Ventura County Sheriff William “Bill” Ayub looks forward to continuing to serve his community and keeping the county safe if reelected in the statewide elections on June 7. Commander Jim Fryhoff is the only candidate running against Ayub.

Ayub, 54, has been with the Ventura County Sheriff’s Officer for 26 years now, and began his term as county sheriff in 2018. He says that his time as sheriff has arguably been during some of the most difficult times Ventura County has faced in modern history.

“We’ve come through really well, we’ve kept crime low despite crime rising dramatically in other places around our county,” Ayub said to VIDA Newspaper.

When Ayub first set out to be sheriff, he planned to strengthen training for employees at the Ventura County Sheriff’s Office, as well as improve equipment and facilities, technology, and focus on homelessness among other things.  

“I’m really happy to say that we’ve been able to do many of those things, some are in mid process, and others accomplished in many ways,” Ayub said. “I always say that if you’re not learning, adapting, and adjusting – you’re falling behind. Our environment is so dynamic right now it requires us to be constantly paying attention to what’s going on, and making adjustments so that we change the way we deliver service, the way we investigate, the way we protect the community, and interface with the public.”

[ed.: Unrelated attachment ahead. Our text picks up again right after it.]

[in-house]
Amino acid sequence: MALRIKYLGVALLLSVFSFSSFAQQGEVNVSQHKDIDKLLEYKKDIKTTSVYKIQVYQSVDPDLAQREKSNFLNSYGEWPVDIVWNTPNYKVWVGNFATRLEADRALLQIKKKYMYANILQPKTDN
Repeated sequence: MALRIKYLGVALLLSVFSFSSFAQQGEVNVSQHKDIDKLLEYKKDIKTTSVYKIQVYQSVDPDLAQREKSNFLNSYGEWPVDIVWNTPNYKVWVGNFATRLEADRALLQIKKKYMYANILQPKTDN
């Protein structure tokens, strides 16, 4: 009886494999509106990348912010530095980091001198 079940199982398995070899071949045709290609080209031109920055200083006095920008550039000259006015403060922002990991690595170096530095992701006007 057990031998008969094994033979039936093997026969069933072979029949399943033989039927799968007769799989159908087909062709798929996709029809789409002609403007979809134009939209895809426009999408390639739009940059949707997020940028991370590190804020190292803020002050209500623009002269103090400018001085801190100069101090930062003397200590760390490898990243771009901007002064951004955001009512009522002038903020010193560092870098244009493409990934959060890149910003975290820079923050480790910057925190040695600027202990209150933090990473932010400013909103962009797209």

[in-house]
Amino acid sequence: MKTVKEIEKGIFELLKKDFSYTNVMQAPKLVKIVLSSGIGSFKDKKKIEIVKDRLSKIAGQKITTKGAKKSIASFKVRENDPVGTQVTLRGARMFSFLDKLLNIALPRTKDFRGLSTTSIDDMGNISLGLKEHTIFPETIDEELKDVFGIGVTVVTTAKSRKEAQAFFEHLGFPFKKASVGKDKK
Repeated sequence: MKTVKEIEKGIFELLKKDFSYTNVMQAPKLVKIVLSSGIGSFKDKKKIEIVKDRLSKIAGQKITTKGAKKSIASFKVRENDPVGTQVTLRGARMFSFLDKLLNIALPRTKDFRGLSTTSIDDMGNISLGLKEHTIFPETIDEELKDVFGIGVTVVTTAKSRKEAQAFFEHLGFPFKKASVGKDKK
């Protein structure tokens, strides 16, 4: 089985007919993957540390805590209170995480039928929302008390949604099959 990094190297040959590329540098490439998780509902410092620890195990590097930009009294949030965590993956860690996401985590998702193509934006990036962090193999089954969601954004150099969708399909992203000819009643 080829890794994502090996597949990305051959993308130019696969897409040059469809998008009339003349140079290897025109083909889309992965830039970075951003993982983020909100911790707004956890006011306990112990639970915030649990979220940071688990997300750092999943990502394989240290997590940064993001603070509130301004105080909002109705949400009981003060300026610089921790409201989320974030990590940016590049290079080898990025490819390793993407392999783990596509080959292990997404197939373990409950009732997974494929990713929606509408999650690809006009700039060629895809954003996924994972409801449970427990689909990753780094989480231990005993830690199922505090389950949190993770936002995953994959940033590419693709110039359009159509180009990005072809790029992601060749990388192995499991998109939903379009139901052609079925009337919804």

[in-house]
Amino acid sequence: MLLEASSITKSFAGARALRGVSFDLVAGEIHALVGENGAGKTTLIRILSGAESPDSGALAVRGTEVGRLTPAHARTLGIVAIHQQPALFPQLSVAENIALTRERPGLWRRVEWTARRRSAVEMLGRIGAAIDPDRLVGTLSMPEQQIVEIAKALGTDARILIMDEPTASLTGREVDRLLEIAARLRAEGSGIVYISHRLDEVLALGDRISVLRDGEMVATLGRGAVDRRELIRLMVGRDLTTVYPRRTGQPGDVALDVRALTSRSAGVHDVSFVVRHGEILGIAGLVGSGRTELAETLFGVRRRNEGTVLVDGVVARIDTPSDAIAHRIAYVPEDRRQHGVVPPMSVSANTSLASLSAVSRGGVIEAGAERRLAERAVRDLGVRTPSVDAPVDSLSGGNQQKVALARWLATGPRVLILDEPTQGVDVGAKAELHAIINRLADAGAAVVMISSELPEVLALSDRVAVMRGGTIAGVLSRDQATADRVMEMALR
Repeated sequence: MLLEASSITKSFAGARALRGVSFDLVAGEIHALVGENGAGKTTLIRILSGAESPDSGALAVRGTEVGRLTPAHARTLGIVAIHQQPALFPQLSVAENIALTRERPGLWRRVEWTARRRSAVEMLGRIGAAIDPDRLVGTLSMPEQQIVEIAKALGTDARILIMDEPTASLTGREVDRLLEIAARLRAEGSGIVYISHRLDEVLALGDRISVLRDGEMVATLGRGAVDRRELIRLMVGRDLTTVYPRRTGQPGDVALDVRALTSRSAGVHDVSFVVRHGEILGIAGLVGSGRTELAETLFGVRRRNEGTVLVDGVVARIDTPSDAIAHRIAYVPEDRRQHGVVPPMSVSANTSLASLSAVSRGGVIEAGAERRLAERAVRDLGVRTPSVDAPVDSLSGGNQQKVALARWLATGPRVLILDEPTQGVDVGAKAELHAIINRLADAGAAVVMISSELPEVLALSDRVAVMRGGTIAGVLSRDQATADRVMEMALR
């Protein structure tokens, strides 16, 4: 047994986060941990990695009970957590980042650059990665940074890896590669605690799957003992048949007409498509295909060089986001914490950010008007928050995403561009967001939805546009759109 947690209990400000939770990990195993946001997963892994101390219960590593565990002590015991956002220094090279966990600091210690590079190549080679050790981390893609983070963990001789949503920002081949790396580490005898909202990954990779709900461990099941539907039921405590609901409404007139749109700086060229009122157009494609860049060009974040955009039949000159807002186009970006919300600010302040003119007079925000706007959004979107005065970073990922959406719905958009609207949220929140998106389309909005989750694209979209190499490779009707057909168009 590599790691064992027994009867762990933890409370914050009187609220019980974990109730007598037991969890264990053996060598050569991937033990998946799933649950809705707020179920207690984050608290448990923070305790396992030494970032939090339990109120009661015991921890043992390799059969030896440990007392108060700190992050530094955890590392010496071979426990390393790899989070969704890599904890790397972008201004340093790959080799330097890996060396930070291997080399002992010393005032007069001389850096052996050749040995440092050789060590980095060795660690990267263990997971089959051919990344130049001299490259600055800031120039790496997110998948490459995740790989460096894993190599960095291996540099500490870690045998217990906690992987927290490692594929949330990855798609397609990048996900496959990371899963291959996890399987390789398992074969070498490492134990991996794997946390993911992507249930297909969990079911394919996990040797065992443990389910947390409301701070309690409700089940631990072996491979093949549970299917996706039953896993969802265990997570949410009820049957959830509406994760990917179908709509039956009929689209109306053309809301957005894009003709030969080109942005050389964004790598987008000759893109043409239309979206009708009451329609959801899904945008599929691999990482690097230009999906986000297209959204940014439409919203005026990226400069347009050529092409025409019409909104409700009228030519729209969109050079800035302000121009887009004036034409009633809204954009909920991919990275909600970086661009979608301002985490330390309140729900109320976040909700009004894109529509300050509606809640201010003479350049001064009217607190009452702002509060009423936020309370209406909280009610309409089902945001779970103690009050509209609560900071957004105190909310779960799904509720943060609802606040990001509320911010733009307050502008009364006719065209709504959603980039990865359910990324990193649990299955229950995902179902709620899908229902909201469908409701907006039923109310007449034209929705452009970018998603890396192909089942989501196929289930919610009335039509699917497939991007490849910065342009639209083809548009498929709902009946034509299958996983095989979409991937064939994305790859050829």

Ayub is third generation Venturan, and says that he is fully invested in his community and does not plan on going elsewhere.

“For me its about taking care of my community, and that’s what drives me and motivates me to keep running,” Ayub said to VIDA Newspaper. “I could retire at the end of this term and go do something else, and financially it would be beneficial for me to do that, but I want to continue serving my community and to get it through these challenging times and keep it safe.”

The Ventura County Sheriff doesn’t come from a long line of law enforcement like many others. He is the first in his family to work in law enforcement and he knew at a young age that this is what he wanted to do.

“My youth minister when I was young was somebody I really admired, and he became a deputy sheriff with Ventura County. I was shocked because he’s such a nice guy, and my perception of law enforcement officers were that they’re tough, hard as nails type of people that nobody even really knows who they are. When he became a deputy and told me about why and told me about the job, I became really intrigued and that was really it for me,” Ayub said.

Ayub also mentioned that when he was in junior high school, a fellow student approached him and asked him to hangout with him at lunchtime and protect him.

“He looked at me as this protective figure for some reason, even though I never saw myself as that. It made me feel good about the idea of sticking up for somebody else who needed that help,” Ayub said to VIDA Newspaper.